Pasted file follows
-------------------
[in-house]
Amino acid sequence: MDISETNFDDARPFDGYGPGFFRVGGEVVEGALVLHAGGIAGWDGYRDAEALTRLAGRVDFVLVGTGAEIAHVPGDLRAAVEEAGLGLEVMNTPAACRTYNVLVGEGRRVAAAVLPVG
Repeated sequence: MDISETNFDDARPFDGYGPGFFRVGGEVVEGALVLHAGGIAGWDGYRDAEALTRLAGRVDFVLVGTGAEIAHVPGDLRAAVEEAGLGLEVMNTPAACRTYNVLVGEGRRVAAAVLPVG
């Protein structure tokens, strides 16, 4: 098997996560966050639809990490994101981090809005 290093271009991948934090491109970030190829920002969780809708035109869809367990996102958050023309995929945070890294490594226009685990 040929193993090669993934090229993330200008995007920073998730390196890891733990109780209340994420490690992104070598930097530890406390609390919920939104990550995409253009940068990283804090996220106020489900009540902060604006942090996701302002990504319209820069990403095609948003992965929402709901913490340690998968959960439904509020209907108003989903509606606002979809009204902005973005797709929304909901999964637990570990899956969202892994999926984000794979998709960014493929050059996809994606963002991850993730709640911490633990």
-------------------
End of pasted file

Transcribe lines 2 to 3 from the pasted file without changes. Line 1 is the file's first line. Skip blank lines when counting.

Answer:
Amino acid sequence: MDISETNFDDARPFDGYGPGFFRVGGEVVEGALVLHAGGIAGWDGYRDAEALTRLAGRVDFVLVGTGAEIAHVPGDLRAAVEEAGLGLEVMNTPAACRTYNVLVGEGRRVAAAVLPVG
Repeated sequence: MDISETNFDDARPFDGYGPGFFRVGGEVVEGALVLHAGGIAGWDGYRDAEALTRLAGRVDFVLVGTGAEIAHVPGDLRAAVEEAGLGLEVMNTPAACRTYNVLVGEGRRVAAAVLPVG